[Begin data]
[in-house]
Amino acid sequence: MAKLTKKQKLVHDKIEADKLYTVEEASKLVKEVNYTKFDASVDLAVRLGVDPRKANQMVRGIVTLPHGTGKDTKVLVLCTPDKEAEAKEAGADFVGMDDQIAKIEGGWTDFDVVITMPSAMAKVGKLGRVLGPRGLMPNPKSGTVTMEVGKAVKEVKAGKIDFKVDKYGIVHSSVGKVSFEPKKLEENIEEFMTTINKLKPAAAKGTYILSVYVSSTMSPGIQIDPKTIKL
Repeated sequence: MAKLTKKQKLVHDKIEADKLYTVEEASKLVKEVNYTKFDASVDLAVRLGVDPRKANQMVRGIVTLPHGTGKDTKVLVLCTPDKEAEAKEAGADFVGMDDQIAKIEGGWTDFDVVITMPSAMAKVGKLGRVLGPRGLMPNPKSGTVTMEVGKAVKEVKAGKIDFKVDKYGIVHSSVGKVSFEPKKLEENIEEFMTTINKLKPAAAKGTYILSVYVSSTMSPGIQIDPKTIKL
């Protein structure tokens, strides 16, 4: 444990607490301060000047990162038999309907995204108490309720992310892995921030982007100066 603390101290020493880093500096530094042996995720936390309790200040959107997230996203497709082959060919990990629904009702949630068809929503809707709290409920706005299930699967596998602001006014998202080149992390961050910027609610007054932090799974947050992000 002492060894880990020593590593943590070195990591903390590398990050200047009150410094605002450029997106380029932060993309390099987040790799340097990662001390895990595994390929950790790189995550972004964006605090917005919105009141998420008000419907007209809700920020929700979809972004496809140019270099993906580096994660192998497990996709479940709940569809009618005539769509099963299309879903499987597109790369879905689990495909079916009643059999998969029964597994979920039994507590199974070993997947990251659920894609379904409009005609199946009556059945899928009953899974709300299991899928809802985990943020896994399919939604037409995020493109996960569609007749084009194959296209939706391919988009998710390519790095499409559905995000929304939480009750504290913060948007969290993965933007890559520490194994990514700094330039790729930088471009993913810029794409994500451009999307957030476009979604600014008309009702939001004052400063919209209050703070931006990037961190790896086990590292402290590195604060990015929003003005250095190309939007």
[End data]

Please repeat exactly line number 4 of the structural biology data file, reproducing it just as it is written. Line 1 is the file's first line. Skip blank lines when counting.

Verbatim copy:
């Protein structure tokens, strides 16, 4: 444990607490301060000047990162038999309907995204108490309720992310892995921030982007100066 603390101290020493880093500096530094042996995720936390309790200040959107997230996203497709082959060919990990629904009702949630068809929503809707709290409920706005299930699967596998602001006014998202080149992390961050910027609610007054932090799974947050992000 002492060894880990020593590593943590070195990591903390590398990050200047009150410094605002450029997106380029932060993309390099987040790799340097990662001390895990595994390929950790790189995550972004964006605090917005919105009141998420008000419907007209809700920020929700979809972004496809140019270099993906580096994660192998497990996709479940709940569809009618005539769509099963299309879903499987597109790369879905689990495909079916009643059999998969029964597994979920039994507590199974070993997947990251659920894609379904409009005609199946009556059945899928009953899974709300299991899928809802985990943020896994399919939604037409995020493109996960569609007749084009194959296209939706391919988009998710390519790095499409559905995000929304939480009750504290913060948007969290993965933007890559520490194994990514700094330039790729930088471009993913810029794409994500451009999307957030476009979604600014008309009702939001004052400063919209209050703070931006990037961190790896086990590292402290590195604060990015929003003005250095190309939007």